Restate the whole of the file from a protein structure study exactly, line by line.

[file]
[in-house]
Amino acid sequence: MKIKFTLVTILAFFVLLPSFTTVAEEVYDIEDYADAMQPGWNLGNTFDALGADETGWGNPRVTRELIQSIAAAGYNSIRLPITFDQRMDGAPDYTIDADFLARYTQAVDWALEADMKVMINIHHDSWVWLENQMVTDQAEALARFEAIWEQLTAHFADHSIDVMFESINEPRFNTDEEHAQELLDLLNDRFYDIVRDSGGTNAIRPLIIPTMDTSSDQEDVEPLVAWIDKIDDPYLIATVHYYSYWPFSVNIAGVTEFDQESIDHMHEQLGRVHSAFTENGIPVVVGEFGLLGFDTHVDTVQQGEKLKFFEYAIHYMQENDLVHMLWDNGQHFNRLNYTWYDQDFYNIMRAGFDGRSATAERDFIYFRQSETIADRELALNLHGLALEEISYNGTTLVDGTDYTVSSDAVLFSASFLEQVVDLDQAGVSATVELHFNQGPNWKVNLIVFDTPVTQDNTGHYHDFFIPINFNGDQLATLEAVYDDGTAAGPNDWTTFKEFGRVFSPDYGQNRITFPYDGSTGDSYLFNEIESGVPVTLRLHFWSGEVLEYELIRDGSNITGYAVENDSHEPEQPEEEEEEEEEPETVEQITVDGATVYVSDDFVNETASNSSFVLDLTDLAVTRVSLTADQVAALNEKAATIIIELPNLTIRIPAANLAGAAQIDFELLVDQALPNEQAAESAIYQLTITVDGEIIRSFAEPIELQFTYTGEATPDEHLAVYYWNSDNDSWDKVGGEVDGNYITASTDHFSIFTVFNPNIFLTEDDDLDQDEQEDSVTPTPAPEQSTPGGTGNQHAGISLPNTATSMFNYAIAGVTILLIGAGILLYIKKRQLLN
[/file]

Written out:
[in-house]
Amino acid sequence: MKIKFTLVTILAFFVLLPSFTTVAEEVYDIEDYADAMQPGWNLGNTFDALGADETGWGNPRVTRELIQSIAAAGYNSIRLPITFDQRMDGAPDYTIDADFLARYTQAVDWALEADMKVMINIHHDSWVWLENQMVTDQAEALARFEAIWEQLTAHFADHSIDVMFESINEPRFNTDEEHAQELLDLLNDRFYDIVRDSGGTNAIRPLIIPTMDTSSDQEDVEPLVAWIDKIDDPYLIATVHYYSYWPFSVNIAGVTEFDQESIDHMHEQLGRVHSAFTENGIPVVVGEFGLLGFDTHVDTVQQGEKLKFFEYAIHYMQENDLVHMLWDNGQHFNRLNYTWYDQDFYNIMRAGFDGRSATAERDFIYFRQSETIADRELALNLHGLALEEISYNGTTLVDGTDYTVSSDAVLFSASFLEQVVDLDQAGVSATVELHFNQGPNWKVNLIVFDTPVTQDNTGHYHDFFIPINFNGDQLATLEAVYDDGTAAGPNDWTTFKEFGRVFSPDYGQNRITFPYDGSTGDSYLFNEIESGVPVTLRLHFWSGEVLEYELIRDGSNITGYAVENDSHEPEQPEEEEEEEEEPETVEQITVDGATVYVSDDFVNETASNSSFVLDLTDLAVTRVSLTADQVAALNEKAATIIIELPNLTIRIPAANLAGAAQIDFELLVDQALPNEQAAESAIYQLTITVDGEIIRSFAEPIELQFTYTGEATPDEHLAVYYWNSDNDSWDKVGGEVDGNYITASTDHFSIFTVFNPNIFLTEDDDLDQDEQEDSVTPTPAPEQSTPGGTGNQHAGISLPNTATSMFNYAIAGVTILLIGAGILLYIKKRQLLN